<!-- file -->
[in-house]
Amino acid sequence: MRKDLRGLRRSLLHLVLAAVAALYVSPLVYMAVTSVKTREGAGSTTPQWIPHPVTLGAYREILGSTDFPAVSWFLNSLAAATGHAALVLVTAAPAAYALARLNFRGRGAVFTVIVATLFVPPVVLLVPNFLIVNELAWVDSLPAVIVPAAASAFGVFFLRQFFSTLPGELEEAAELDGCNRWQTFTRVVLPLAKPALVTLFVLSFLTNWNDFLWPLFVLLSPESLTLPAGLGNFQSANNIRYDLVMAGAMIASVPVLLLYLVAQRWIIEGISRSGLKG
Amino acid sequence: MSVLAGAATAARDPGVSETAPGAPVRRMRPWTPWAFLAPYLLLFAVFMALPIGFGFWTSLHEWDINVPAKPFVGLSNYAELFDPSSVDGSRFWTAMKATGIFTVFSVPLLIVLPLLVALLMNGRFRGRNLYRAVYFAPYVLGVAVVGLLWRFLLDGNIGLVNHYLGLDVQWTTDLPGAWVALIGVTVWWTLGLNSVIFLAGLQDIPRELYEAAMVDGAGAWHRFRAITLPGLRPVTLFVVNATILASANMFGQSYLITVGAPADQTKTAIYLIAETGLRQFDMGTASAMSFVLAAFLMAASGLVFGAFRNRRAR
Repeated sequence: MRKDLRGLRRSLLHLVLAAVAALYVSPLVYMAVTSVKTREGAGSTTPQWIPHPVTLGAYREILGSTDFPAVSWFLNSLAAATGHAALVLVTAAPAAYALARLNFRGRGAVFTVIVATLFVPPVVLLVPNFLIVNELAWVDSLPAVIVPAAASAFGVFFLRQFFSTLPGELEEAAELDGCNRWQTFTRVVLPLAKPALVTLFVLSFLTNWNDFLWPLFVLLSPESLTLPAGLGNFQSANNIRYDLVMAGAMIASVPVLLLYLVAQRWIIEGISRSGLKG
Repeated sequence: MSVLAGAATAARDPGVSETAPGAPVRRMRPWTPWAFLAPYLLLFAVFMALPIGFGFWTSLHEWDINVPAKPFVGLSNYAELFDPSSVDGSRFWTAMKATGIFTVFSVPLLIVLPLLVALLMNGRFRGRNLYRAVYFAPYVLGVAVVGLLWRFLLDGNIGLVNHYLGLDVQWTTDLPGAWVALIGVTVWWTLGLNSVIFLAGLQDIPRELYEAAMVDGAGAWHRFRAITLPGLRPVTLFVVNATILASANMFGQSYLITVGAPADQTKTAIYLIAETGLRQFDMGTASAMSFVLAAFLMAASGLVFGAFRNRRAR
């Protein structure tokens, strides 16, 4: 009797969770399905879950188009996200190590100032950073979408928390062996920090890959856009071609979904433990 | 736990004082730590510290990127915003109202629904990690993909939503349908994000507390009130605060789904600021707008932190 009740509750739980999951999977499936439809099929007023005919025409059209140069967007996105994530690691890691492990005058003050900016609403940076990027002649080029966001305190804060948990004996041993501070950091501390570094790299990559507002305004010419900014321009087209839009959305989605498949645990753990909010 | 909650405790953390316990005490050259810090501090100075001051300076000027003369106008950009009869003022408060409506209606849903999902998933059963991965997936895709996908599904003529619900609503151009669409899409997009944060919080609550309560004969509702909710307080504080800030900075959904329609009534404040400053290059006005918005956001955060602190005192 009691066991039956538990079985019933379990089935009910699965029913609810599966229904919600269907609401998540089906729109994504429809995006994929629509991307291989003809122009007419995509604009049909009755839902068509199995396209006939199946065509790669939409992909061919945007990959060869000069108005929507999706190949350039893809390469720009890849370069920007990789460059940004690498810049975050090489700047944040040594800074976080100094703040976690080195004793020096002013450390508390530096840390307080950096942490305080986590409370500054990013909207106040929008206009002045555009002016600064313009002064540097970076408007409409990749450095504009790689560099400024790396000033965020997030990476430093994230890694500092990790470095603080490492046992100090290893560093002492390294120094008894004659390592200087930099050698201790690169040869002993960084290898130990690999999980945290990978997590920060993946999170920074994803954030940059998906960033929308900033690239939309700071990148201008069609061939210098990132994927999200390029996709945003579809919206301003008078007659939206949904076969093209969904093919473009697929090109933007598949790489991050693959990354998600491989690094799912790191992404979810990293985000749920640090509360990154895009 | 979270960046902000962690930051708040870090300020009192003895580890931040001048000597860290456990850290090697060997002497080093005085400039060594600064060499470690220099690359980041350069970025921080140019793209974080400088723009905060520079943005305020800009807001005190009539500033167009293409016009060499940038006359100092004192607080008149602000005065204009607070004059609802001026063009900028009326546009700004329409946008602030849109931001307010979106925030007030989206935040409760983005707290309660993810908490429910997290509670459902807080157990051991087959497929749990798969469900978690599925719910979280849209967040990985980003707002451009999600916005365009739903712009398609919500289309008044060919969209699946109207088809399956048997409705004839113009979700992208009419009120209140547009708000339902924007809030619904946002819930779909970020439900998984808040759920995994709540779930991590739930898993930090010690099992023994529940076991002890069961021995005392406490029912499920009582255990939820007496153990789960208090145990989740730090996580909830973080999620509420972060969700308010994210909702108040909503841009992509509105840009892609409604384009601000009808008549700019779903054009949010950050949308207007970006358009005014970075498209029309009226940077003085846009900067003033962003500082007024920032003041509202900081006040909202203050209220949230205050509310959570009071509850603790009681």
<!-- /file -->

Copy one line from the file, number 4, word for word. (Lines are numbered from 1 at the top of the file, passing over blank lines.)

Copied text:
Repeated sequence: MRKDLRGLRRSLLHLVLAAVAALYVSPLVYMAVTSVKTREGAGSTTPQWIPHPVTLGAYREILGSTDFPAVSWFLNSLAAATGHAALVLVTAAPAAYALARLNFRGRGAVFTVIVATLFVPPVVLLVPNFLIVNELAWVDSLPAVIVPAAASAFGVFFLRQFFSTLPGELEEAAELDGCNRWQTFTRVVLPLAKPALVTLFVLSFLTNWNDFLWPLFVLLSPESLTLPAGLGNFQSANNIRYDLVMAGAMIASVPVLLLYLVAQRWIIEGISRSGLKG